Agile in the SDLC: Inception, Requirements Definition, Design and Implementation

By George Pitagorsky | Follow on Twitter!

Software Development Life Cycle (SDLC) identifies the phases in a software development project. As Agile methods, have taken hold as an alternative to the traditional Waterfall approach, it is necessary to understand how Agile development fits in the overall project life cycle.

The Agile approach is focused on the iterative and rapid delivery of results. It is founded on the concept of early customer involvement, with the customer represented by members integrated into the project team. Agile, replaces detailed requirements documents with an iterative discovery of detailed requirements through prototyping and rapid development activities. Agile accepts and even promotes changes in requirements through the discovery process.

Agile Addresses Construction. What about the Rest?

Agile's iterations occur during the construction or development phase of projects. The construction life cycle begins with a product backlog or list of work items. This is the source of iteration backlogs, chosen based on priorities among the work items. Developers pick off work items and deliver results.

Where does the Backlog come from? Is software construction the whole game?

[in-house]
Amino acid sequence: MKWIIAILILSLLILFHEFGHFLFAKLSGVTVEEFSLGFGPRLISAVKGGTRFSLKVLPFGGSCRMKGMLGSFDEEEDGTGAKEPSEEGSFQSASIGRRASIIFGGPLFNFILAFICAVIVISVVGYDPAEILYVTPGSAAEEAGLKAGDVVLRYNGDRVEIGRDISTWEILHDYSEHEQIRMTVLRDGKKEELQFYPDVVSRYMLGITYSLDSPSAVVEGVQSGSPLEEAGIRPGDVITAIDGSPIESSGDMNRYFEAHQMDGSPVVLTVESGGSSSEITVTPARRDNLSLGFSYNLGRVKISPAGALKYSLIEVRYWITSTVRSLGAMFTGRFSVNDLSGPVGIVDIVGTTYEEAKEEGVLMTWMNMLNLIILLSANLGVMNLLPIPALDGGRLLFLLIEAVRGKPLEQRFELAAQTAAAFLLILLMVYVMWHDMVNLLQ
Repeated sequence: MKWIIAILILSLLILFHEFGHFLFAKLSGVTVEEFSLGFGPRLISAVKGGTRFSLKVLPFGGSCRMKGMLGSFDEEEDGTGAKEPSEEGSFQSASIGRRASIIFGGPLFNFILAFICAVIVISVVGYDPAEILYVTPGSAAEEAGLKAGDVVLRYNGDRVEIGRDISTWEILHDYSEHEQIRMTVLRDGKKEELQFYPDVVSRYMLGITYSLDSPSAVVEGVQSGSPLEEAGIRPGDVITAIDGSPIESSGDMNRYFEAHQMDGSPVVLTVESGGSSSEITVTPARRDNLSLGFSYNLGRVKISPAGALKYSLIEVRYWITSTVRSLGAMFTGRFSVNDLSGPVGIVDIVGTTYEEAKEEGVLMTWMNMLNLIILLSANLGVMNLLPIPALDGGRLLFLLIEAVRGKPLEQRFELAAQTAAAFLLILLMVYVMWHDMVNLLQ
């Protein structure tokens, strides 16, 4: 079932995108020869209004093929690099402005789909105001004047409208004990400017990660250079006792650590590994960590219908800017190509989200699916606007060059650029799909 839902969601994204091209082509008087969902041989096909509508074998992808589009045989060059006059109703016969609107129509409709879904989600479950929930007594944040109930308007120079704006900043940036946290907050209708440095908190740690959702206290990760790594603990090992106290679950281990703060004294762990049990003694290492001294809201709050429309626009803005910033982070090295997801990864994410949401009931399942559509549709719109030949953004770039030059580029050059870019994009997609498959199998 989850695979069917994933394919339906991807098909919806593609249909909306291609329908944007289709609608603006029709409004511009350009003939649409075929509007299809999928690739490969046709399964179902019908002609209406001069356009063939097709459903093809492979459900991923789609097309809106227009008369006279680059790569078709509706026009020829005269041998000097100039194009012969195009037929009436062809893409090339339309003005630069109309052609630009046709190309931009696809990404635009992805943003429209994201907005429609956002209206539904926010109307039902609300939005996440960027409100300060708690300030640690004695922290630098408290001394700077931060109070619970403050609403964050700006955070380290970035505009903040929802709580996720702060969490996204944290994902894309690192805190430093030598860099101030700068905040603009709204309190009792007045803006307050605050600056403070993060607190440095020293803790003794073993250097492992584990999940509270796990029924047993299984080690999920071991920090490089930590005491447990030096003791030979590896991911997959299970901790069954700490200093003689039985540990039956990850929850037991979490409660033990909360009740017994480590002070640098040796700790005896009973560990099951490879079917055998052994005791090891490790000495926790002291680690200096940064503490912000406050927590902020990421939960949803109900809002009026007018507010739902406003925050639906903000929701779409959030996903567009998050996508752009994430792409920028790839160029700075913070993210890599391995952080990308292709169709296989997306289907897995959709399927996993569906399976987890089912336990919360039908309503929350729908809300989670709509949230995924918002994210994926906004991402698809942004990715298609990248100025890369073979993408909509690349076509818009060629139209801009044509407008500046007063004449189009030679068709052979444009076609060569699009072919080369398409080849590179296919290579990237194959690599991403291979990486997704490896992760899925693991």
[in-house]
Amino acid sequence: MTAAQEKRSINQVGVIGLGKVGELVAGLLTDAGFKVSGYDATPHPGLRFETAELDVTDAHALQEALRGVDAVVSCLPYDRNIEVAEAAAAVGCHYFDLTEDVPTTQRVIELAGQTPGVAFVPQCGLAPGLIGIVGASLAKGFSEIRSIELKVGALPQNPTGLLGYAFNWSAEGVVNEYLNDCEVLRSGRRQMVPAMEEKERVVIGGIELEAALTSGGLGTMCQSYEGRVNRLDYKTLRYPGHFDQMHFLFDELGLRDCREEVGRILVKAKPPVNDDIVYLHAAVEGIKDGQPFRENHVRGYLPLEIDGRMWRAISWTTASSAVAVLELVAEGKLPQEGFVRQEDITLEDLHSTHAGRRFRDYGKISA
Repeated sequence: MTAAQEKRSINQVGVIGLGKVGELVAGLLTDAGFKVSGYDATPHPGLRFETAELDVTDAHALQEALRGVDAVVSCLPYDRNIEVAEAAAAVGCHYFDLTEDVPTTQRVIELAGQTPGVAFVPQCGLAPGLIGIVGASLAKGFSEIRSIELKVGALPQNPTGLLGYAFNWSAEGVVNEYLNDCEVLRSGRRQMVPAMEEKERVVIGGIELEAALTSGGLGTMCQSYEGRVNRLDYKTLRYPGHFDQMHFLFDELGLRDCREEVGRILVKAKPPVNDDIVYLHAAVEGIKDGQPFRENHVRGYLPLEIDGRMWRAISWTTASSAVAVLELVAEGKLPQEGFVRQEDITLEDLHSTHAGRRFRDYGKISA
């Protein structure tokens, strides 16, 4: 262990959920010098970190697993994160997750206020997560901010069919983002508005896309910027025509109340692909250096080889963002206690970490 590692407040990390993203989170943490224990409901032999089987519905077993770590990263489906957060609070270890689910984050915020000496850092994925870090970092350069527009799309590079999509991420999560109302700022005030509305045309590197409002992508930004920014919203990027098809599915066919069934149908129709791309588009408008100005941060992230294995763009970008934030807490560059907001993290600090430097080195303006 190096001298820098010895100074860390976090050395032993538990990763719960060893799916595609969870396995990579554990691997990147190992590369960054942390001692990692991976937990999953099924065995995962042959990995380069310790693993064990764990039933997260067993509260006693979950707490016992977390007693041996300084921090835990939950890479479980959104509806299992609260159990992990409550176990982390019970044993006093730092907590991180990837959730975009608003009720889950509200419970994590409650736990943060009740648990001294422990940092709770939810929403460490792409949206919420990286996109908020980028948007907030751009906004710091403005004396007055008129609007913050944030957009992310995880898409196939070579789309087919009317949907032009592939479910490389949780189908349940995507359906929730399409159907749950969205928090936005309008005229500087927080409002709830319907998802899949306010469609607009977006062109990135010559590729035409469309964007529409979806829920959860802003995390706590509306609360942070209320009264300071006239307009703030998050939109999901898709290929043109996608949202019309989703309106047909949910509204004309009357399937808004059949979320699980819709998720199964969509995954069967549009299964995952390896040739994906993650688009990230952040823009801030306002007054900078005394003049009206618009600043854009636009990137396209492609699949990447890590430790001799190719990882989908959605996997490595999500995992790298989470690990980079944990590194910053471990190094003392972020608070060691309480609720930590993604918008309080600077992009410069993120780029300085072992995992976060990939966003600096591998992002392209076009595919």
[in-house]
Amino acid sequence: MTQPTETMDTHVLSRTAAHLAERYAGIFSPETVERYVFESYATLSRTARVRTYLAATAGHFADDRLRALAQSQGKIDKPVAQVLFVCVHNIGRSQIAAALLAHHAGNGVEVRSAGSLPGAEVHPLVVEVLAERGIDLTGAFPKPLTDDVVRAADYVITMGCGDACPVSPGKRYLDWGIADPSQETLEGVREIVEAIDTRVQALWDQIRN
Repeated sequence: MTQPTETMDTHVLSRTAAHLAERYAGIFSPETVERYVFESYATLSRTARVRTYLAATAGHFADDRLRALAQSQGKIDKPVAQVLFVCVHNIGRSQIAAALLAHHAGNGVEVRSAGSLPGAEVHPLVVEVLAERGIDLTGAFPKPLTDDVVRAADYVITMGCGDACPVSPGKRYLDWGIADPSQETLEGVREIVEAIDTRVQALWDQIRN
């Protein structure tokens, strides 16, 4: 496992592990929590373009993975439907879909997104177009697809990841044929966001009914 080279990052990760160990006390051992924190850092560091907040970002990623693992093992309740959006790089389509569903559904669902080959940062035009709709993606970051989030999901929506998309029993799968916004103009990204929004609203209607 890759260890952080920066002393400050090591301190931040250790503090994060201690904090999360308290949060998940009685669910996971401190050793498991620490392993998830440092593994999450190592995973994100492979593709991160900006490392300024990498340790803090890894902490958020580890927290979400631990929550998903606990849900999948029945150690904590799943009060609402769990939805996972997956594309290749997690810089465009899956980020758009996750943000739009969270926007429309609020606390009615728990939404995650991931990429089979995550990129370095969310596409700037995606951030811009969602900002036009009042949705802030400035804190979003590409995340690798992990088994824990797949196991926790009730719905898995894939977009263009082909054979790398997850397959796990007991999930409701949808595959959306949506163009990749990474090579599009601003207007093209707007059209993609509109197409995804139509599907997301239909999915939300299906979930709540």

As project managers, it is important to recognize that there is a lot of important work that needs to be done before, in parallel with and after construction. One doesn't construct anything on the fly from a blank slate. Work occurs during Project Initiation/Inception, Requirements Definition, Design and Implementation phases of the project.

Initiation is concerned with determining whether the project is worth doing. To make that decision it is necessary to have a clear sense of the project goals and business objectives, scope and high-level requirements and the ability to at least get a gross estimate of cost and duration. The ability to cost the project hinges on some idea of whether the product will be bought or built, its architecture and requirements for hardware, facilities and other cost factors. Initiation results in the Project Charter which establishes the framework for the rest of the project.

Requirements definition, which in Agile projects does not have to be as detailed as it is in Waterfall projects, is necessary. Requirements definition begins during the Initiation phase -- how can anyone assess the value of project without having a sense of the features and functions to be delivered as software components?

Further detail is needed to get a clear sense of the scope of the project in terms of its use cases, actors, logistical/geographical span, telecommunication needs, technology platform requirements (e.g., will some users have mobile devices while others do their work on desktops?)

While requirements are subject to change during the construction phase, the hope is that the bulk of the changes will be in adjusting user functions and features rather than making discoveries of major new needs. For example, discovering that many users will be using their smart phones for data entry and inquiry instead of their desk top PCs would delay a project and significantly change cost factors.